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Arthur I Miller

Insights of genius

Creativity in science and art isn't something that can be readily produced. In Insights of genius : Imagery and Creativity in science and art Arthur I Miller discusses various aspects of creativity and its link to visual images. One thing he looks at is the distinction between visualization and visualizability - for instance Feynman diagrams are a useful tool in quantum theory, but do they actually show what is happening at the micro-level? Miller also examines the outburst of creativity at the start of the 20th Century, considering the work of Poincaré, Einstein and Picasso amoung others, and looking at interactions between them.

There's a lot of material in this book - philosophy of science, artistic creativity and even a bit of neuroscience of vision. I felt that Miller didn't really provide a thread to tie all of this material together - the book seemed to be a bit rambling at times, and it would have been better to concentrate on one subject and so create a shorter book. On the other hand, the book would be useful for stimulating discussion - I could envisage the members of a reading group reading a chapter each week and meeting to discuss it.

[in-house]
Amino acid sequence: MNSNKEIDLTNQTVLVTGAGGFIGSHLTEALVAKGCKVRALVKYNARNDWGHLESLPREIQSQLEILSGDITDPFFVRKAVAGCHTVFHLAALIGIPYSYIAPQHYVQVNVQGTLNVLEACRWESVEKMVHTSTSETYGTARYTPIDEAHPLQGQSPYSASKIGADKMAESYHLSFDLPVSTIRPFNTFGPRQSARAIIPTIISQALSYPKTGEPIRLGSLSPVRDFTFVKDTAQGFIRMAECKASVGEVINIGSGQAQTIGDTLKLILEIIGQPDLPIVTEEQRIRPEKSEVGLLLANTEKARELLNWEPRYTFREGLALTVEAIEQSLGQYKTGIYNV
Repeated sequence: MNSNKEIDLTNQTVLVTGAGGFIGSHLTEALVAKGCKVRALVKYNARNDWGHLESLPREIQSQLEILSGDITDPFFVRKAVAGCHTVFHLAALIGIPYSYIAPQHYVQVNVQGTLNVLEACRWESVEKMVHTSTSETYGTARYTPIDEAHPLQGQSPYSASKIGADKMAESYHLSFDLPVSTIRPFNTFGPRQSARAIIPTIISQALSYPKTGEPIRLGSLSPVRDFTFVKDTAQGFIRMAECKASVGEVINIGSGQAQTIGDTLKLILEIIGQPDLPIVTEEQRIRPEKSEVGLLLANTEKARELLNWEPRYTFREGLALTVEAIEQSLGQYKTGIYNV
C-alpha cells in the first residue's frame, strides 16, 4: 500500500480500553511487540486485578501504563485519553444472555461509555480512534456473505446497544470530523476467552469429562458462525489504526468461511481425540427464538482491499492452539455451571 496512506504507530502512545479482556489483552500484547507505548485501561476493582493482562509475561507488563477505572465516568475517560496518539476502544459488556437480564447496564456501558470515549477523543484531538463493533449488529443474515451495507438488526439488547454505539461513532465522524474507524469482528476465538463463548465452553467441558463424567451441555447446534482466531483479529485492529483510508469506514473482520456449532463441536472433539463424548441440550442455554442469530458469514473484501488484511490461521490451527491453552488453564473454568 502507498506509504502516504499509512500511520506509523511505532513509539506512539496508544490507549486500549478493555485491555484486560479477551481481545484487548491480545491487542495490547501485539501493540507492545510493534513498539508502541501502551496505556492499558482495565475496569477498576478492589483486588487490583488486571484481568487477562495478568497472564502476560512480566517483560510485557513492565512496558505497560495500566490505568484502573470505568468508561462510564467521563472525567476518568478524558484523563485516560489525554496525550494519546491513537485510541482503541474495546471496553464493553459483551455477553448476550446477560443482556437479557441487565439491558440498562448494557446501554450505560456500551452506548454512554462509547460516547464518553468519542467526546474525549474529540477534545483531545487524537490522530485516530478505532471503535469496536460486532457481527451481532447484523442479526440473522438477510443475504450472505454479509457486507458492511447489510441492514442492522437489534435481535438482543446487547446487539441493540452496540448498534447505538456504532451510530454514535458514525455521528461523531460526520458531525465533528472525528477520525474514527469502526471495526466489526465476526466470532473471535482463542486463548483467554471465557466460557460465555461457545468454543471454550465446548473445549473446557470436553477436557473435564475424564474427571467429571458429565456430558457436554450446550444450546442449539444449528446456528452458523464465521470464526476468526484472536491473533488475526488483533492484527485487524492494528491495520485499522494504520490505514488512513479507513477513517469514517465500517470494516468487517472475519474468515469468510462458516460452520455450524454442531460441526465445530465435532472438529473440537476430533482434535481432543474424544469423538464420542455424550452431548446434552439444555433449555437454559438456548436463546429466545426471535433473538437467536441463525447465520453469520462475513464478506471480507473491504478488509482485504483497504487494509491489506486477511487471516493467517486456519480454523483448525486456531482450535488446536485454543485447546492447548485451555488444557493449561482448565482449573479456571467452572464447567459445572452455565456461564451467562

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Paperback 482 pages  
ISBN: 0262631997
Salesrank: 1296714
Weight:1.4 lbs
Published: 2000 MIT Press
Amazon price $32.93
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Amazon.co.uk info
Paperback 504 pages  
ISBN: 0262631997
Salesrank: 299110
Weight:1.4 lbs
Published: 2000 MIT Press
Amazon price £25.15
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Paperback 504 pages  
ISBN: 0262631997
Salesrank: 1044830
Weight:1.4 lbs
Published: 2000 The MIT Press
Amazon price CDN$ 41.12
Marketplace:New from CDN$ 33.94:Used from CDN$ 7.48
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Product Description

How can new knowledge be created from already existing knowledge? Insights of Genius shows how seeing is central to the greatest advances of the human intellect. Artists and scientists alike rely on visual representations of worlds both visible and invisible.Insights of Genius, first published by Copernicus in 1996, explores the creative leaps that led some of the greatest scientists and artists to dramatically transform how we understand nature. The scope of figures runs from Galileo and da Vinci to Einstein and Picasso. Focusing on the late nineteenth and twentieth centuries, the age of modern art and modern physics, the book travels through the philosophy of mind and language, cognitive science, neurophysiology, and art history. Insights of Genius discusses intuition, aesthetics, realism, representation, metaphors, and visual imagery. Allied to these concepts are causality, relativity, energy conservation, entropy, the correspondence principle, scientific creativity, and Cubism. Running through the book is the idea that science extends our intuition from common sense to an understanding of a world beyond our perception.